and submitted October 6, 2015.
County Circuit Court C133267CV; D. Charles Bailey, Jr.,
Willard E. Merkel argued the cause for appellant. With him on
the briefs was Merkel & Associates.
R. Bachofner argued the cause and fled the brief for
Duncan, Presiding Judge, and DeVore, Judge, and Flynn, Judge
plaintiff accepted defendant's offer to allow judgment
pursuant to ORCP 54 E, defendant fled a motion to use the
interpleader process of ORCP 31 to resolve third-party
interests in the settlement. The trial court allowed that
motion and entered a judgment reflecting that ruling as well
as a supplemental judgment awarding attorney fees under ORCP
31 C for defendant's time pursuing interpleader.
Plaintiff appeals both judgments, arguing that the trial
court lacked authority to "hear and grant" the
motion for interpleader once the offer to allow judgment was
accepted. Held: The trial court erred in granting
the motion for interpleader. Once an offer of judgment under
ORCP 54 E has been made and accepted, the court's
authority is limited to entering judgment according to the
terms to which the parties have agreed and, when necessary,
resolving disputes regarding the terms to which the parties
have agreed. The court lacked authority to order interpleader
here, because that process for resolving third-party claims
varied from the terms to which the parties had agreed, at a
minimum, by giving defendant an automatic right to recover
attorney fees from plaintiff, which was not a term of the
accepted offer of judgment. Thus, the supplemental judgment
is reversed. However, the Court of Appeals declined to reach
plaintiff's challenge to the general judgment because the
trial court has since released the full amount of the
interpleaded funds to plaintiff, and plaintiff identified no
practical effect that a decision by the court could have on
plaintiff's rights under the general judgment.
judgment reversed; otherwise affirmed.
J. pro tempore
appeals from a corrected general judgment and from a
supplemental judgment awarding attorney fees, which the trial
court entered after plaintiff accepted defendant's offer
to allow judgment, pursuant to ORCP 54 E. The challenged
judgments reflect the trial court's post-acceptance
ruling allowing defendant to use the interpleader process of
ORCP 31 to resolve third-party interests in the settlement
and ordering plaintiff to pay defendant's attorney fees.
Plaintiff contends that the court exceeded its authority
under ORCP 54 E by "hearing and then granting"
defendant's motion for interpleader because the terms of
defendant's offer did not provide for interpleader.
Defendant contends that the order for interpleader is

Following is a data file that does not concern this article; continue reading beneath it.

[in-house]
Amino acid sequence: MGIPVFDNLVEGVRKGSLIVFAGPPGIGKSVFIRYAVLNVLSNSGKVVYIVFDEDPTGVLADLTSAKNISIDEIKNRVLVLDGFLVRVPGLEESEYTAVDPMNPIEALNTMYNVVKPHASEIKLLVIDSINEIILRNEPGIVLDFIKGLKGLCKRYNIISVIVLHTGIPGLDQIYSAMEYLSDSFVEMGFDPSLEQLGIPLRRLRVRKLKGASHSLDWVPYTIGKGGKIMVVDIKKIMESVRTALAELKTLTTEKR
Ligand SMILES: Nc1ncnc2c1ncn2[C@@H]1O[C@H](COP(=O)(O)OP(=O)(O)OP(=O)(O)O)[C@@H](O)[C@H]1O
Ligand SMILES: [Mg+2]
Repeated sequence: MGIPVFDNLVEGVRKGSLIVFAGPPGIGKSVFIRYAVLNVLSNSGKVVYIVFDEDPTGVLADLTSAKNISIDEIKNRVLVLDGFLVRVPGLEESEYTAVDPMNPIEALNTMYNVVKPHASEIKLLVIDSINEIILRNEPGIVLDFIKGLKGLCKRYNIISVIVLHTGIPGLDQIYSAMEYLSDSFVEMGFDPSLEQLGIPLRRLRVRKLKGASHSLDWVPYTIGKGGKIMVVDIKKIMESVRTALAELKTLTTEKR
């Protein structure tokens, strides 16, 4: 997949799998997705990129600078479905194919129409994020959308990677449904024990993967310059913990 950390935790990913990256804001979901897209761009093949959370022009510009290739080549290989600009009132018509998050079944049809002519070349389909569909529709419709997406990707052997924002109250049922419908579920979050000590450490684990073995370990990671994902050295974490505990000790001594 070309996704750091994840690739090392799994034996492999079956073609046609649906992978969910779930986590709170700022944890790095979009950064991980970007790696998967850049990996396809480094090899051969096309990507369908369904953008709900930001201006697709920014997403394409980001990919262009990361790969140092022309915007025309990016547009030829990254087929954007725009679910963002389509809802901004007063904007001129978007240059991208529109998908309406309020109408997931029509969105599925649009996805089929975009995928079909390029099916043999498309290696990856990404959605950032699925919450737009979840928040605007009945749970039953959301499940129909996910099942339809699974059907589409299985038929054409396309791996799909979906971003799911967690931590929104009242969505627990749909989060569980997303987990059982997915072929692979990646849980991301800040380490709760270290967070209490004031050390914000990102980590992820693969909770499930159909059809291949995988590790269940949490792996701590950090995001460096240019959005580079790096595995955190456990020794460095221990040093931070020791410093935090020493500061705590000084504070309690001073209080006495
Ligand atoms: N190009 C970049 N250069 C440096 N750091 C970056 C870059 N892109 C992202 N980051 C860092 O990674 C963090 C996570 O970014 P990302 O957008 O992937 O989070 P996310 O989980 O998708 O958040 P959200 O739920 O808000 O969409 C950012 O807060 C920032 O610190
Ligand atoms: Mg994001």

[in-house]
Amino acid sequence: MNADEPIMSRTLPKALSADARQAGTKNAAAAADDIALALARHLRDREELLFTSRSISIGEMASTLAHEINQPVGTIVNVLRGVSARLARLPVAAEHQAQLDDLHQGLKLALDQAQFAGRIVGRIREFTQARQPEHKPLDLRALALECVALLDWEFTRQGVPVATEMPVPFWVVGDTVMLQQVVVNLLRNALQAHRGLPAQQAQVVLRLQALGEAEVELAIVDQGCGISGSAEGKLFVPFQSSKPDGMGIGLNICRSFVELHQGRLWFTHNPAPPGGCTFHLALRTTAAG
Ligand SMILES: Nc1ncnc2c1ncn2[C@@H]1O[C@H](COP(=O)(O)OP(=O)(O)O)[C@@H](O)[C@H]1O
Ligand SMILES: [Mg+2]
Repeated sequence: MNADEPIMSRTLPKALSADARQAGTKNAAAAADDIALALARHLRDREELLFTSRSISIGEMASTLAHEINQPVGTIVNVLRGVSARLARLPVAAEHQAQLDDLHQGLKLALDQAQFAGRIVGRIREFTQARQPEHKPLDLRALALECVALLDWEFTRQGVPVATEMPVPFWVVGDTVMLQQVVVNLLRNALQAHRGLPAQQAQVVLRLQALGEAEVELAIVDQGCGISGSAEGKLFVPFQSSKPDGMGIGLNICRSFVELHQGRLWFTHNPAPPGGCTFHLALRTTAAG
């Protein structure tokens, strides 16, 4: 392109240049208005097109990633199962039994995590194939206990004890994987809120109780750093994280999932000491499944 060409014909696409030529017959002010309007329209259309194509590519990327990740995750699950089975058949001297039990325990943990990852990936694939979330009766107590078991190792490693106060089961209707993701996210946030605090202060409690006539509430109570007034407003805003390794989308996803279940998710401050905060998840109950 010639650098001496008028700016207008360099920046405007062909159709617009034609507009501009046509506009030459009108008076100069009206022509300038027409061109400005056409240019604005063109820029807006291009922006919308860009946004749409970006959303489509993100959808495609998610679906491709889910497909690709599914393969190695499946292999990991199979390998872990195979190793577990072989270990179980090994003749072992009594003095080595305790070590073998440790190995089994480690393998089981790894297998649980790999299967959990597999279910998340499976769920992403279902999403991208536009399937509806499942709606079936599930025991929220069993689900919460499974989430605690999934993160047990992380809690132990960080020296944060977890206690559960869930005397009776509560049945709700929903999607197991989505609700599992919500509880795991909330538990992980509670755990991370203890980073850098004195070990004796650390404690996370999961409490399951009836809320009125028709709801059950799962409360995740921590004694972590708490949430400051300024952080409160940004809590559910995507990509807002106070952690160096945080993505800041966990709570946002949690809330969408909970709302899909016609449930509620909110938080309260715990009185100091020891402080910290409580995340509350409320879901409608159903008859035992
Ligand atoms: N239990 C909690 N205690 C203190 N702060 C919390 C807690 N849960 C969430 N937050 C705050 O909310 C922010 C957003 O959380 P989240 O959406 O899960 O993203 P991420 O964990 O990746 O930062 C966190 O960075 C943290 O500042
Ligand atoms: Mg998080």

"consistent" with the terms of the offer of
judgment. We conclude that the court erred in granting
defendant's motion, because the ruling resulted in
judgments that varied from the terms of the offer of
judgment. Accordingly, we reverse the supplemental judgment
and otherwise affirm.
AND ORCP 54 E
pause to provide a brief overview of the two rules of civil
procedure that are at the heart of this dispute. As pertinent
to this appeal, ORCP 54 E allows the party against whom a
claim has been asserted to serve an "offer to allow
judgment to be entered against the party making the
offer" for the sum of money or other relief specified in
the offer. ORCP 54 E(1). The offer serves at least two
purposes. If the claiming party accepts the offer and files
it under the process described in the rule, ORCP 54 E(2)
specifies that, "thereupon judgment shall be given
accordingly as a stipulated judgment." The offer to
allow judgment can also serve to cut off a party's
potential liability for costs and fees if the claiming party
rejects the offer; if the claiming party prevails at an
adjudication but fails to obtain a judgment more favorable
than the offer to allow judgment, then that party "shall
not recover costs, prevailing party fees, disbursements, or
attorney fees incurred after the date of the
interpleader process of ORCP 31 permits a party that is
concerned about potential "double or multiple
liability" to bring all competing claims before the
court and to let the court sort out the competing claims.
ORCP 31 A. As used here, the rule allows a party to deposit
with the court property or an amount of money for which the
party admits it is liable. The rule then allows the party to
obtain both a discharge of liability and an order requiring
any parties with interests in the money to resolve their
claims only through interpleader in the existing action.
See ORCP 31 B. The rule also provides that "the
party filing suit or action in ...